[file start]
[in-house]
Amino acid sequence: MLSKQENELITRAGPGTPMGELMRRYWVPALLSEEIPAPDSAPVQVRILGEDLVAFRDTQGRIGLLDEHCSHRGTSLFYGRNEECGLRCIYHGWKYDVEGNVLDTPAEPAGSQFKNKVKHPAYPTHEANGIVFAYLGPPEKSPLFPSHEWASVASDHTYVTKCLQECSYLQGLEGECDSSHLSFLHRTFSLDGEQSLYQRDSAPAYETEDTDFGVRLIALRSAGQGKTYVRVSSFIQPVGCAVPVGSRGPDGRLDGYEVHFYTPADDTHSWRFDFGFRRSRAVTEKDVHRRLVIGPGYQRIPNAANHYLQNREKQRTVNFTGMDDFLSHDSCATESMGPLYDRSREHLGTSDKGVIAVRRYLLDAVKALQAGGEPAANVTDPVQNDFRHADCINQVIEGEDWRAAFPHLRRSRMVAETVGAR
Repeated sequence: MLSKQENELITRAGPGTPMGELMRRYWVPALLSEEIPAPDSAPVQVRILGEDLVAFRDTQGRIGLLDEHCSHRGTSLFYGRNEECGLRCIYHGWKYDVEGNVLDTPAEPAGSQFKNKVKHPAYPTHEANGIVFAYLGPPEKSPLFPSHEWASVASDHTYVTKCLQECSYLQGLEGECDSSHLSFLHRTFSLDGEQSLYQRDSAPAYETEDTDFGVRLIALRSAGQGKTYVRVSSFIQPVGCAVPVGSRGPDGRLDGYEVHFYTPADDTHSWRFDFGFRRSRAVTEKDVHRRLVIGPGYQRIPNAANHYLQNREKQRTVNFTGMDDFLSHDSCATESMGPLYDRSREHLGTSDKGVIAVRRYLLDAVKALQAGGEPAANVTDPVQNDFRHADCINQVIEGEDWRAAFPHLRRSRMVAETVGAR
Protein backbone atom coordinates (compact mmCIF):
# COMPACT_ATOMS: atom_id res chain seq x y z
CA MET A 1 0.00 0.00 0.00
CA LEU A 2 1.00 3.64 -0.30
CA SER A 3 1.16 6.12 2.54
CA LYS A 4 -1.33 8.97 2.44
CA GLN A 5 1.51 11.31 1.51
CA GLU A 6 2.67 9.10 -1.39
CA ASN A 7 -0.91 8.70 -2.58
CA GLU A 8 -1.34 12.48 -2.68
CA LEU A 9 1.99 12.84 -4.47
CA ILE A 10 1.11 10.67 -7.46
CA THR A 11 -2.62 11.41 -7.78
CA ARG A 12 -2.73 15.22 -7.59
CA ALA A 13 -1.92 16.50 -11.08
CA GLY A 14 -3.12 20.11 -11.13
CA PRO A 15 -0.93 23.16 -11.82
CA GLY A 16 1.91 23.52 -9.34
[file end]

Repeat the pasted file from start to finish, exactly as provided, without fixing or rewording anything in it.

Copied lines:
[in-house]
Amino acid sequence: MLSKQENELITRAGPGTPMGELMRRYWVPALLSEEIPAPDSAPVQVRILGEDLVAFRDTQGRIGLLDEHCSHRGTSLFYGRNEECGLRCIYHGWKYDVEGNVLDTPAEPAGSQFKNKVKHPAYPTHEANGIVFAYLGPPEKSPLFPSHEWASVASDHTYVTKCLQECSYLQGLEGECDSSHLSFLHRTFSLDGEQSLYQRDSAPAYETEDTDFGVRLIALRSAGQGKTYVRVSSFIQPVGCAVPVGSRGPDGRLDGYEVHFYTPADDTHSWRFDFGFRRSRAVTEKDVHRRLVIGPGYQRIPNAANHYLQNREKQRTVNFTGMDDFLSHDSCATESMGPLYDRSREHLGTSDKGVIAVRRYLLDAVKALQAGGEPAANVTDPVQNDFRHADCINQVIEGEDWRAAFPHLRRSRMVAETVGAR
Repeated sequence: MLSKQENELITRAGPGTPMGELMRRYWVPALLSEEIPAPDSAPVQVRILGEDLVAFRDTQGRIGLLDEHCSHRGTSLFYGRNEECGLRCIYHGWKYDVEGNVLDTPAEPAGSQFKNKVKHPAYPTHEANGIVFAYLGPPEKSPLFPSHEWASVASDHTYVTKCLQECSYLQGLEGECDSSHLSFLHRTFSLDGEQSLYQRDSAPAYETEDTDFGVRLIALRSAGQGKTYVRVSSFIQPVGCAVPVGSRGPDGRLDGYEVHFYTPADDTHSWRFDFGFRRSRAVTEKDVHRRLVIGPGYQRIPNAANHYLQNREKQRTVNFTGMDDFLSHDSCATESMGPLYDRSREHLGTSDKGVIAVRRYLLDAVKALQAGGEPAANVTDPVQNDFRHADCINQVIEGEDWRAAFPHLRRSRMVAETVGAR
Protein backbone atom coordinates (compact mmCIF):
# COMPACT_ATOMS: atom_id res chain seq x y z
CA MET A 1 0.00 0.00 0.00
CA LEU A 2 1.00 3.64 -0.30
CA SER A 3 1.16 6.12 2.54
CA LYS A 4 -1.33 8.97 2.44
CA GLN A 5 1.51 11.31 1.51
CA GLU A 6 2.67 9.10 -1.39
CA ASN A 7 -0.91 8.70 -2.58
CA GLU A 8 -1.34 12.48 -2.68
CA LEU A 9 1.99 12.84 -4.47
CA ILE A 10 1.11 10.67 -7.46
CA THR A 11 -2.62 11.41 -7.78
CA ARG A 12 -2.73 15.22 -7.59
CA ALA A 13 -1.92 16.50 -11.08
CA GLY A 14 -3.12 20.11 -11.13
CA PRO A 15 -0.93 23.16 -11.82
CA GLY A 16 1.91 23.52 -9.34